More cre­ativ­ity, less in­dus­try re­quired

Grif­fith Re­view: Es­sen­tially Creative Edited by Ju­lianne Schultz ABC Books, 251pp, $ 19.95

The Weekend Australian - Review - - Feature - Richard King

IN some ways the most sig­nif­i­cant sen­tence in the lat­est is­sue of the Grif­fith Re­view comes on the verso of the ti­tle page: ‘‘ This project has been as­sisted by the Aus­tralian Gov­ern­ment through the Aus­tralia Coun­cil, its prin­ci­pal arts fund­ing and ad­vi­sory body.’’

Thus does the jour­nal an­nounce it­self as a ben­e­fi­ciary of the very sys­tem of gov­ern­ment grants and sub­si­dies that it pro­poses to sub­ject to ro­bust anal­y­sis un­der the head­ing of Es­sen­tially Creative . Need­less to say, it will have to tread lightly if it isn’t to rouse the sleep­ing army of oped writ­ers and talk­back blowhards dream­ing restively of the next big stoush be­tween the chat­ter­ing classes and the moral ma­jor­ity. A jour­nal funded out of tax­pay­ers’ dol­lars ded­i­cat­ing al­most an en­tire is­sue to calls for yet more tax­pay­ers’ dol­lars: how’s that for an ex­am­ple of the cul­tural whinge?

In fact, the great ma­jor­ity of con­trib­u­tors seem to be think­ing far more cre­atively about, well, cre­ativ­ity than has been the case in pre­vi­ous years, or might ap­pear to have been the case to some­one fol­low­ing the ar­gu­ments from a dis­tance. Com­bin­ing es­says, fic­tion, po­etry, au­to­bi­og­ra­phy and re­portage, and draw­ing largely on the in­sights and de­bates to have emerged from To­wards a Creative Aus­tralia — the arts and cre­ativ­ity stream at the 2020 Sum­mit in 2008 — this is­sue of the Grif­fith Re­view cov­ers not only ques­tions of fund­ing but also of cre­ativ­ity it­self, as well as the var­i­ous dif­fi­cul­ties, such as de­pres­sion, to which it can give rise.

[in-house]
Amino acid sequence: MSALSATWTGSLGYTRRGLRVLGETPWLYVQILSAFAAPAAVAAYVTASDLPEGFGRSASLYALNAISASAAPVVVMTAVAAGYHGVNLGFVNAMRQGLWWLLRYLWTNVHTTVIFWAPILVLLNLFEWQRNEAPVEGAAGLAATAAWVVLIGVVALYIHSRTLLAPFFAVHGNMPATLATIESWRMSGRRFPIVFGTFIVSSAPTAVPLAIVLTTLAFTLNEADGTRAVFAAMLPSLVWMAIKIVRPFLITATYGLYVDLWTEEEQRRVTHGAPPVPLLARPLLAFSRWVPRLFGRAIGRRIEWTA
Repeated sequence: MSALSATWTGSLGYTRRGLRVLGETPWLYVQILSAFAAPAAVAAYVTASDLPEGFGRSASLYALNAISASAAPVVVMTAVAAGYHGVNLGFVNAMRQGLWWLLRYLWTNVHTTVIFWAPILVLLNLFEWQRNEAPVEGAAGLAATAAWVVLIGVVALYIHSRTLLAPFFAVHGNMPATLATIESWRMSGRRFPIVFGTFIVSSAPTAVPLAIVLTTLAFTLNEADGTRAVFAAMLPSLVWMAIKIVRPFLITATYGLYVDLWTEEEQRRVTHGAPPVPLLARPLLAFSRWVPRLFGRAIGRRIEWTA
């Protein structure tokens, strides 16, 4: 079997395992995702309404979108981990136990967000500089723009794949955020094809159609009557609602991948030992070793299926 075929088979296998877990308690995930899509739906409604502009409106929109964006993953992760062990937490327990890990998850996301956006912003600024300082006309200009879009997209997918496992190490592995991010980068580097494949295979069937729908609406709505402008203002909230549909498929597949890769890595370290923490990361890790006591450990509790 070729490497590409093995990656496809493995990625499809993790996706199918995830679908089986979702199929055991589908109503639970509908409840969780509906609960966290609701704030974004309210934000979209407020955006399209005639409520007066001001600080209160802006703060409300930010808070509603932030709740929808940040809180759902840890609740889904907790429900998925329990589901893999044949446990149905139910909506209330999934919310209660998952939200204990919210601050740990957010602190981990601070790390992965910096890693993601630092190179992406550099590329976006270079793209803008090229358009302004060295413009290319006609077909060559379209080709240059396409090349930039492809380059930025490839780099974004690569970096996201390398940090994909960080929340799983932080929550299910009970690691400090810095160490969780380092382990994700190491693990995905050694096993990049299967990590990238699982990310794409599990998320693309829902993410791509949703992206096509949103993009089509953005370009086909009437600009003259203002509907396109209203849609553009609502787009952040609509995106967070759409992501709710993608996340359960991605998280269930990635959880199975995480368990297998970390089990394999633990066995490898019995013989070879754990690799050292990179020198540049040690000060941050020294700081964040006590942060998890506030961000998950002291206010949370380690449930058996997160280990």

Over­shad­ow­ing pro­ceed­ings, and en­liven­ing them, is the re­cent furore over Bill Hen­son’s pho­to­graphs. Here, in­deed, is the ghost at the feast who re­minds us that for all the first-rate art Aus­tralians have made in re­cent decades Aus­tralia re­mains in some re­spects a coun­try ‘‘ cul­tur­ally prej­u­diced against cul­ture’’.

That rather skil­ful jux­ta­po­si­tion of two com­pet­ing no­tions of cul­ture is made by screen­writer Ge­of­frey Ather­den who, in Art and Sport— Oh Yes, and Money puts what we might call the tra­di­tional case for in­creased gov­ern­ment fund­ing of the arts in terms that any red­blooded Aus­tralian can un­der­stand and ap­pre­ci­ate. ‘‘ If artists were treated like sports peo­ple,’’ he writes, ‘‘ there would be tal­ent spot­ters who would of­fer places to gifted in­di­vid­u­als at a ma­jor train­ing cen­tre.’’

What ‘‘ a ma­jor train­ing cen­tre’’ ded­i­cated to the arts would en­tail I don’t know, but Ather­den’s com­par­i­son is in­ter­est­ing. La Trobe Uni­ver­sity’s Ju­lian Meyrick makes a sim­i­lar point in The River and the Boat : ‘‘ Ath­letes can be elite. Artists, how­ever, are elit­ist. And in this abrupt and un­ex­plained change of con­ju­ga­tion lies the fun­da­men­tal ex­pres­sion of Aus­tralia’s bad ideas about art.’’

For He­len O’Neil, ex­ec­u­tive di­rec­tor of the Coun­cil for the Hu­man­i­ties, Arts and So­cial Sciences, art and sport came to­gether in style at the 2000 Olympic Games in Syd­ney. For her, in­deed, the open­ing cer­e­mony rep­re­sented the high point of what she calls the ‘‘ con­fla­tion of art-mak­ing and na­tional iden­tity’’.

O’Neil is rather less im­pressed by the present

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